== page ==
• This course introduces students to the methodologies of analyzing and interpreting GAAP financial statements from a finance perspective. Students will learn how to generate financial projections from financial statement data in order to assess future business performance. By the end of the course, students will be capable of accessing core information, projecting future cash flows, and will be introduced to entity valuation concepts.
  • Describe the structure and information of balance sheets, income statements and statements of cash flows
  • Classify accounting activity properly within a set of financial statements
  • Assess financial information contained within financial statements
  • Interpret information disclosed in financial statement footnotes
  • Assess a company’s overall financial health in comparison to its competitors
  • Explain the financial implications of off balance-sheet financial activity
  • Apply financial statement information in assessing the fair market value of a business enterprise

 

MERGERS, ACQUISITIONS & VALUATIONS (3 credits)

This course introduces students to the methodologies used to value business enterprises. Students will learn various market-accepted valuation models used to estimate entity market value. The course will also investigate the dynamic nature of the mergers and acquisitions marketplace, with an emphasis on understanding common negotiating points and potential pitfalls that often occur in private sector mergers and acquisitions.

 

RISK MANAGEMENT & DERIVATIVES (3 credits)

This course considers the field of risk management. It will review the current state of global and domestic insurance markets. Students will learn techniques, including the use of derivatives, which will enable private sector companies and investors to manage the levels of volatility outcomes in various financial scenarios.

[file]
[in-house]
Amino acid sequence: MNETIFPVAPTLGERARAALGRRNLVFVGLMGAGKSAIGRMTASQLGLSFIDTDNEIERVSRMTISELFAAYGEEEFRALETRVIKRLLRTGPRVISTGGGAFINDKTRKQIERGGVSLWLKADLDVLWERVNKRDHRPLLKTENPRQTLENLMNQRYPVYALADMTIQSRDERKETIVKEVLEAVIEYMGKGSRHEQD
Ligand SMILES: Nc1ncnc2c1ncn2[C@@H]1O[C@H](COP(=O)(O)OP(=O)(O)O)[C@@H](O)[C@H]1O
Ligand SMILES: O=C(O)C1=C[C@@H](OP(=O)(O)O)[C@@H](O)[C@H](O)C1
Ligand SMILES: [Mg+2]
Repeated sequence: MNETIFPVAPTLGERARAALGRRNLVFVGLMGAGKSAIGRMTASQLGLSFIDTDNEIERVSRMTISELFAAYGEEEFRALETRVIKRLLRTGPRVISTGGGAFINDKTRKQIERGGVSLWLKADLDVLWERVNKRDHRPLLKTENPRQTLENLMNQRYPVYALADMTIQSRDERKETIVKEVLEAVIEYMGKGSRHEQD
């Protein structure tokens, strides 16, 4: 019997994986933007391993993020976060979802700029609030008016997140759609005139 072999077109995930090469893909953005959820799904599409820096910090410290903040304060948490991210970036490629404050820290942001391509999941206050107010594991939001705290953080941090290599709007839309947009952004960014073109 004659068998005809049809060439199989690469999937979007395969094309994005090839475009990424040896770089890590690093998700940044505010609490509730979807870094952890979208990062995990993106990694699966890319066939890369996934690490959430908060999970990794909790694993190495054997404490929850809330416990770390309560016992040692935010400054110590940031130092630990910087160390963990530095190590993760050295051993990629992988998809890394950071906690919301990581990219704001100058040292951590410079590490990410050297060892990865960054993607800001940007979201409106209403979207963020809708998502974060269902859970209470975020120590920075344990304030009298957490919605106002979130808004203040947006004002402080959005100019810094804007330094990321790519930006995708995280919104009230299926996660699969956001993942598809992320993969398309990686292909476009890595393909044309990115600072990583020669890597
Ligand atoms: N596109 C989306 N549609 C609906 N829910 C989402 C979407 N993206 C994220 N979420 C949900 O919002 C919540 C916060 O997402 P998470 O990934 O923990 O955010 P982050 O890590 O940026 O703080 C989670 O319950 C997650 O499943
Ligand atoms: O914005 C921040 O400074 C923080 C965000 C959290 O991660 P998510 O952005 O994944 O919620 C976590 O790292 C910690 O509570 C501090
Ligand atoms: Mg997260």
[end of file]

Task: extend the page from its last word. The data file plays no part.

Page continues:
BUSINESS FINANCIAL STRATEGIC PLANNING (3 credits)

This course is an in-depth look at how finance is an integral element in the strategies of business entities incorporating diverse entity functions such as finance operations and sales. Students will investigate the interrelationships between these functions in creating a well-designed strategic business plan. They will also be introduced to appropriate ways to benchmark and adjust strategies in the face of changing market environments. The course will also address how macro level economic, political and technological variables can impact an entity’s performance.

 

PORTFOLIO MANAGEMENT (3 credits)

This course teaches students techniques and methodologies that are appropriate in constructing investment portfolios. Students will identify outcome goals in light of risk and reward tolerances and then construct portfolios that align with the initial objectives. They will also learn how to appropriately benchmark and adjust the portfolio composition in light of changing events and trends.

 

STRATEGIC MANAGEMENT (3 credits)

This course develops the student’s ability to anticipate, evaluate, and respond to shareholder expectations using strategy and measurement concepts. This requires the student to develop the ability to simultaneously evaluate and manage the organization’s internal and external environment. Skills to satisfy shareholders include: articulating vision, choosing boundaries and lines-of-business, and identifying and managing capabilities/resources across multiple lines-of-business. The integration of the concepts of free cash flow projection and company valuation explores how strategy drives these measures, which in turn drive value back to the shareholder.

 

Please note: Some courses listed above have prerequisites prior to registration.